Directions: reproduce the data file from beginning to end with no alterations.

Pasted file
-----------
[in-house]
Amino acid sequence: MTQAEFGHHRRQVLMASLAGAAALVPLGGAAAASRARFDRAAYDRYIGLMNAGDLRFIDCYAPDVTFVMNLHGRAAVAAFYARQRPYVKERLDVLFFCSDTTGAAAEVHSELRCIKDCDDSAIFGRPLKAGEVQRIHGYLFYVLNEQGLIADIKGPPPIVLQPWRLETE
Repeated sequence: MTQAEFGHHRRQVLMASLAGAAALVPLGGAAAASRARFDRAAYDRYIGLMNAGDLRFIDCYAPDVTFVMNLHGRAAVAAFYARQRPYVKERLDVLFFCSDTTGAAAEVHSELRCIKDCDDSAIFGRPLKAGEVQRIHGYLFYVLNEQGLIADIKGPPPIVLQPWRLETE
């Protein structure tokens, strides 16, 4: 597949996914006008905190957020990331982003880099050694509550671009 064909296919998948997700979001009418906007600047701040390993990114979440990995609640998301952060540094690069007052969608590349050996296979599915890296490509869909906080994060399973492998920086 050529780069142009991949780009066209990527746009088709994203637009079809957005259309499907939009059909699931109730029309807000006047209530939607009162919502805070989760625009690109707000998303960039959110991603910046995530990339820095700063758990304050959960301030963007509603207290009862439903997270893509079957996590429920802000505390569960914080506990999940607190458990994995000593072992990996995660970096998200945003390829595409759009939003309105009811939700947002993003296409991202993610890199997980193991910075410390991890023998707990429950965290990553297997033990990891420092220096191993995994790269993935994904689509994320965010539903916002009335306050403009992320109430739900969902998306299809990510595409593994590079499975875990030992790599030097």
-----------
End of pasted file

[in-house]
Amino acid sequence: MTQAEFGHHRRQVLMASLAGAAALVPLGGAAAASRARFDRAAYDRYIGLMNAGDLRFIDCYAPDVTFVMNLHGRAAVAAFYARQRPYVKERLDVLFFCSDTTGAAAEVHSELRCIKDCDDSAIFGRPLKAGEVQRIHGYLFYVLNEQGLIADIKGPPPIVLQPWRLETE
Repeated sequence: MTQAEFGHHRRQVLMASLAGAAALVPLGGAAAASRARFDRAAYDRYIGLMNAGDLRFIDCYAPDVTFVMNLHGRAAVAAFYARQRPYVKERLDVLFFCSDTTGAAAEVHSELRCIKDCDDSAIFGRPLKAGEVQRIHGYLFYVLNEQGLIADIKGPPPIVLQPWRLETE
């Protein structure tokens, strides 16, 4: 597949996914006008905190957020990331982003880099050694509550671009 064909296919998948997700979001009418906007600047701040390993990114979440990995609640998301952060540094690069007052969608590349050996296979599915890296490509869909906080994060399973492998920086 050529780069142009991949780009066209990527746009088709994203637009079809957005259309499907939009059909699931109730029309807000006047209530939607009162919502805070989760625009690109707000998303960039959110991603910046995530990339820095700063758990304050959960301030963007509603207290009862439903997270893509079957996590429920802000505390569960914080506990999940607190458990994995000593072992990996995660970096998200945003390829595409759009939003309105009811939700947002993003296409991202993610890199997980193991910075410390991890023998707990429950965290990553297997033990990891420092220096191993995994790269993935994904689509994320965010539903916002009335306050403009992320109430739900969902998306299809990510595409593994590079499975875990030992790599030097």